In parallel or Series? Which way to go?

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Electrical circuits can be set up in two distinctive ways – in parallel or in series. Lets see the difference between them

 

You’ll need:

  • The same ingredients for conductive playdough as in Light the Holidays Lights with Playdough experiment
  • LED lights, at least 3 (can be found in hardware stores)
  • 4 AA batteries (1.5V each)
  • Battery holder for 4 batteries with wires connection (can be found in hardware stores)

 

Make the playdoughs:

  • Mix all the ingredients in a large bowl.
  • Knead and add flour or water if needed.

 

Set a parallel circuit:

  • Insert the batteries into the battery holder.
  • Make 2 playdough balls.
  • Connect each ball to one of the wires, keeping them spaced out. Read the explanation in Light the Holidays Lights with Playdough to understand why the playdough balls shouldn’t touch each other.
  • Stick 2 LEDs into the balls, one leg in each ball.
  • If the LEDs don’t light, reverse their direction, and read the explanation in Light the Holidays Lights with Playdough to understand why the direction of the LED matters.
  • Now pull out one of the LEDs. What happened to the other LED?

Set a series circuit:IMG_1359a-150x150

  • Insert the batteries into the battery holder.
  • Make 3 playdough balls.
  • Set the 3 balls in a row, making sure they don’t touch each other.
  • Connect one wire to the first ball and the other to the last ball in the row.
  • Stick an LED in the first and middle balls, bridging them. Stick a second LED in the middle and last balls, bridging them. Reverse their directions, if needed.
  • Now pull out one of the LEDs. What happened to the other LED?

Mix them together: Set a circuit that contains both in parallel and series components

  • Using the series circuit set before, add another LED, bridging 2 balls.
  • if needed, reverse the directions of the LED.

What’s going on here?

Electrical circuits can be assembled in 2 basic configurations: in parallel and in series.

As you’ve seen, in a parallel circuit the components (LEDs in our case) share a common junction point. They all see the same voltage (which is a measure for energy) form the power source (the batteries in our case), no matter if we use the same component or not. However, the current (number of electrons flowing through them) depends on the components’ resistance, on how much the components oppose the flow of electron. The resistance depends on the nature on the component.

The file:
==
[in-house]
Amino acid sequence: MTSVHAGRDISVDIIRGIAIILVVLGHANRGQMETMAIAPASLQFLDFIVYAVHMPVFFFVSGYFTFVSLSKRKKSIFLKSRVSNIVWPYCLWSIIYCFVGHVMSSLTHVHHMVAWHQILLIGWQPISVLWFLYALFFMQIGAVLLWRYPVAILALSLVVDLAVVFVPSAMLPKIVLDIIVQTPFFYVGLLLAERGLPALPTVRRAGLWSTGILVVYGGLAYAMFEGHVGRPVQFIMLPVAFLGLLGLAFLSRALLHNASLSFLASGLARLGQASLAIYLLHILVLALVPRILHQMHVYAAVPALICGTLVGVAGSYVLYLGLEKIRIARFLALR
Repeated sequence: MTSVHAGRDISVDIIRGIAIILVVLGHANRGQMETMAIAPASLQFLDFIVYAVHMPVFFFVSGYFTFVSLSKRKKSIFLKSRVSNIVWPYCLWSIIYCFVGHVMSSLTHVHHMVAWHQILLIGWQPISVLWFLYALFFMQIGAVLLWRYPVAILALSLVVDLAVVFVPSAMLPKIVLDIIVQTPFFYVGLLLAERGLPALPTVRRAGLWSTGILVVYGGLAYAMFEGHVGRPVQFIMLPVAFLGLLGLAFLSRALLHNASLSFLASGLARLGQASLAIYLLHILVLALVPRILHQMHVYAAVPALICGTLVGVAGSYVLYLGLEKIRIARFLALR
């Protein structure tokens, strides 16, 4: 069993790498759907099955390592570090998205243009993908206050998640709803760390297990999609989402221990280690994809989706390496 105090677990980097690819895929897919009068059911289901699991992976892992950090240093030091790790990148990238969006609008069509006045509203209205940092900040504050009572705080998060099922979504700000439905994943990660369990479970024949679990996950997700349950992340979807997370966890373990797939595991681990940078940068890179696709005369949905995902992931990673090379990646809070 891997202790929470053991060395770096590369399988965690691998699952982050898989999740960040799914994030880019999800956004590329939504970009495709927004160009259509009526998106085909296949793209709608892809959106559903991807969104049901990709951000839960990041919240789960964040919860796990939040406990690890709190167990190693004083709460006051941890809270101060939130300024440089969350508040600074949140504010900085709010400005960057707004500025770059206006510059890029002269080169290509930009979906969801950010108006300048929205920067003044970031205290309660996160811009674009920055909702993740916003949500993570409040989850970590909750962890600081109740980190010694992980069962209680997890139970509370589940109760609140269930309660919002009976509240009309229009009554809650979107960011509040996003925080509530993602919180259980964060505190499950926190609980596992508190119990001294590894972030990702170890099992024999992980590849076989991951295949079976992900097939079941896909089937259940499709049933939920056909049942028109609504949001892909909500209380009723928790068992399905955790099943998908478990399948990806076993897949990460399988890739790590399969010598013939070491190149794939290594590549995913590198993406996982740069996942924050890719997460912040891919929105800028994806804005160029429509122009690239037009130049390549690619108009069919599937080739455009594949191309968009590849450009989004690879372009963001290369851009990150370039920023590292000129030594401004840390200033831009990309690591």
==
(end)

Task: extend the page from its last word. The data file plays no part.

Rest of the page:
You can think of it as a multi-lane road. If one lane has pot holes, cars will drive slower in this lane, but that will not affect the speed of traffic in other lanes.

A series circuit works exactly the opposite way. The component are connected one after another in a row like train cars. The current is the same through all the components, but the voltage depends on their resistance.

In the road analogy it would look like a single lane road. When traffic moves from a well maintained section to a bumpy section, it will slow down everyone.

So the circuit looks different, but what’s all the fuss about? Remember when you pulled out one of the LEDs in the series circuit and all the lights went off? That’s because it’s a series circuit! As simple as that. When one component pulled out, the circuit is open and the electrons cannot flow.

But when you pulled out one LED from the parallel circuit it looks like it doesn’t matter, all the other components were still on. It’s true, opening the circuit in that one point doesn’t open the whole circuit and the other LEDs stay on. However, it does matter, the load on the circuit is lower now and the components left in the circuit can work with higher power.

Where do we find these circuits in our daily life?

Practically everywhere!

Some Christmas lights lines are set in series configuration. In this case, just one broken light in the line will turn off the whole line.

As an example of parallel circuit, you can think about your home. The rooms are connected in parallel to each other. Thus, turning on or off the light in one room doesn’t affect the lights in other rooms.

Did you know? Parallel and series configurations are not limited to electricity.

Our body works in parallel and series in many ways. For example, the hair connected to the head in parallel. The fall of one hair strand doesn’t affect the rest of the hair.

Parts of the blood system work in series. The same blood that goes to your toes tips travel through the torso, a leg and a foot before reaching a toe.

Now tell us:

What other applications of parallel and series configuration can you think of?